Don’t go corporate on cannabis
Big Island medical cannabis patients have mostly lost hope. Our Legislature has bought totally into the corporatization of dispensaries. No matter how hard advocates and patients tried to move them in the right direction, representatives passed dispensary legislation that actually does great harm to most patients. Cases in point:
1. We told them that we needed at least 26 conveniently located dispensaries; they gave us eight monopoly licenses statewide with licenses costing $75,000 (A rich person’s game).
2. We told them that producers (growers) and dispensaries should be separate operations allowing small producers a share of the market; they gave us another monopoly where both the production and dispensing are controlled by the same rich owner.
3. We told them to allow cooperatives (huis) where patients could procure medicine inexpensively; not even a hearing given this year.
4. We told them that caregivers should remain in the program allowing poor and fixed income patients to obtain very low cost medicine; they’re phasing out our caregivers.
How could they get it so wrong? Answer: Follow the money. Is it any wonder patients and advocates are fed up? And, when one of our staunchest legislative supporters says, “We need to go kind of slow right now,” we know we have little support in Honolulu.
Patients know what slow is as we’ve been waiting (and suffering) for 17 years. What will happen now: Statewide patient numbers will mushroom and the demand for cannabis will soar. Once dispensaries open (maybe this year) the medicine will be prohibitively priced, highly taxed and out of reach for all but for the wealthiest of patients.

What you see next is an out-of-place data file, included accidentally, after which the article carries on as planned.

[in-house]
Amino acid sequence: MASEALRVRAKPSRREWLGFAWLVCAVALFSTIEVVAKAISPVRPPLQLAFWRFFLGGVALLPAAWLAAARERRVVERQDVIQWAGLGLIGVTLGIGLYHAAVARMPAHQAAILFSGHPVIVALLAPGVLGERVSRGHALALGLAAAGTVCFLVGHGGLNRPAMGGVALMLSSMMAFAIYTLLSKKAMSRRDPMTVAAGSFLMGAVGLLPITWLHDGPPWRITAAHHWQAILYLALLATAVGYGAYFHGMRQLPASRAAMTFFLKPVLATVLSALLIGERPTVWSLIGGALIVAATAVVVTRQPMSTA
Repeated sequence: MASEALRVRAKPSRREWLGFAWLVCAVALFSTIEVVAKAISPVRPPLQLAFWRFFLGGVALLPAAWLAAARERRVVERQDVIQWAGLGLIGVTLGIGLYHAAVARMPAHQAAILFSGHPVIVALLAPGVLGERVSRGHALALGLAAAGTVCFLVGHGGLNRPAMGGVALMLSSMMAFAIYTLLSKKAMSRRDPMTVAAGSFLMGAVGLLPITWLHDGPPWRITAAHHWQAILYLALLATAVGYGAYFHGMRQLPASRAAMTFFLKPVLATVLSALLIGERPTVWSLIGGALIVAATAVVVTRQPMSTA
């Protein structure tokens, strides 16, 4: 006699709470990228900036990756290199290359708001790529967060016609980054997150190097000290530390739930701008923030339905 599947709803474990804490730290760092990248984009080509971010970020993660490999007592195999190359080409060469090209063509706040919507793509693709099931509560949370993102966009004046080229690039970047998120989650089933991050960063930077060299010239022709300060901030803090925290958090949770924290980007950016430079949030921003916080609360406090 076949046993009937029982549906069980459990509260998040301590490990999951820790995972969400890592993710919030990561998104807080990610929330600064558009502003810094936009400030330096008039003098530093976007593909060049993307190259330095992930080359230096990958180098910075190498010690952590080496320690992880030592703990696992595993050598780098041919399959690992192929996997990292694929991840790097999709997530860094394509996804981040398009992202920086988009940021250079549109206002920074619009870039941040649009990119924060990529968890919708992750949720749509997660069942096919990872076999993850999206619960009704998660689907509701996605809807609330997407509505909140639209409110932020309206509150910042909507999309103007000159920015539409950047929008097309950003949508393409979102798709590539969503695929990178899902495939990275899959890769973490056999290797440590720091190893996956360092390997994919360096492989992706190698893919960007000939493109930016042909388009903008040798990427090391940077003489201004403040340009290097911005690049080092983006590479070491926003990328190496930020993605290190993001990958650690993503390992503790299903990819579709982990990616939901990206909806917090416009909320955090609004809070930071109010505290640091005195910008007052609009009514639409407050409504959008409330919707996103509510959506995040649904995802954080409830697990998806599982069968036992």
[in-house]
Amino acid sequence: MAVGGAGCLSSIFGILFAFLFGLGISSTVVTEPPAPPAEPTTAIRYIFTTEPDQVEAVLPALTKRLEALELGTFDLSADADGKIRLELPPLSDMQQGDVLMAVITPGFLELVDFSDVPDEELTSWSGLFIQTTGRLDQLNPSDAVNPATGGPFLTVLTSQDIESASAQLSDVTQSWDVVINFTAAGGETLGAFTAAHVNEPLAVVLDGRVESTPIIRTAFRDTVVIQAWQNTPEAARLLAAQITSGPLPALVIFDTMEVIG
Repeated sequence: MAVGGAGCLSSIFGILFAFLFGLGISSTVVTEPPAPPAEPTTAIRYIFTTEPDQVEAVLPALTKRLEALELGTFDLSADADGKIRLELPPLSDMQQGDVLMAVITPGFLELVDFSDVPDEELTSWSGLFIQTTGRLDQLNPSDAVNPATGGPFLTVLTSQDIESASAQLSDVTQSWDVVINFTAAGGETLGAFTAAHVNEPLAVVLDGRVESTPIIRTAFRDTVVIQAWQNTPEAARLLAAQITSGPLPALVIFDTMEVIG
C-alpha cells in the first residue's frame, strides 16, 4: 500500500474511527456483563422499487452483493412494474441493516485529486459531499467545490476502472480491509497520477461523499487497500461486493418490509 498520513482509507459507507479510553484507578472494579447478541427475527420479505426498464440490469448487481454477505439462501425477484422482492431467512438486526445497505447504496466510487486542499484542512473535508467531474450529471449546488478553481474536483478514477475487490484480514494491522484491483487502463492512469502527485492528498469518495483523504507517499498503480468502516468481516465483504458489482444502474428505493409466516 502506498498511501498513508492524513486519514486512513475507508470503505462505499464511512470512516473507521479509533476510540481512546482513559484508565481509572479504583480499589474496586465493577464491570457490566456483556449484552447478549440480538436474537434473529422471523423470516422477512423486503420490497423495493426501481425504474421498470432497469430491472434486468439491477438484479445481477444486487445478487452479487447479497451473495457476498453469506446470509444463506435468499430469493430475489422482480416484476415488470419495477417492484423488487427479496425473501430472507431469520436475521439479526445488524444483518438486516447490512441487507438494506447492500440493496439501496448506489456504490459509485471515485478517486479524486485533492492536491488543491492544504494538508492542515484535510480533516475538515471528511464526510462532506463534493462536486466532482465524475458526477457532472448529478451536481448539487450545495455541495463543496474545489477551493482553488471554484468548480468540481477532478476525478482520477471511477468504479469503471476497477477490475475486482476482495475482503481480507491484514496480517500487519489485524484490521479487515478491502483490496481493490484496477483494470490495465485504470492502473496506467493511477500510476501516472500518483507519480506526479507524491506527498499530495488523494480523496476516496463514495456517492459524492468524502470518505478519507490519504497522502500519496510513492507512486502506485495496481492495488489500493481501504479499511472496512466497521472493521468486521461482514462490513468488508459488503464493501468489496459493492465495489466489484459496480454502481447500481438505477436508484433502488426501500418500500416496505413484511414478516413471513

Although tourists will have no problem buying it all up thus assuring the dispensary owners their huge profit. Those factors will drive most of us back into the black market. It is ironic that the Legislature’s stated intention in creating dispensaries was to stop the black market. In reality it will actually lend fuel to a burgeoning illegal market in the coming years. An unintended consequence? Or maybe not.
It is not wrong to have dispensaries. However, when the main priority becomes maximizing revenue for government coffers and a few dispensary owners, the patients lose out. By smelling the money rather than demonstrating compassion for the sick and dying, our legislators have thrown the baby out with the bong water. It could have had a far better outcome if they had just listened to the medical cannabis community from the beginning.
Andrea Tischler, chairwoman, Big Island Americans for Safe Access, is a resident of Hilo.
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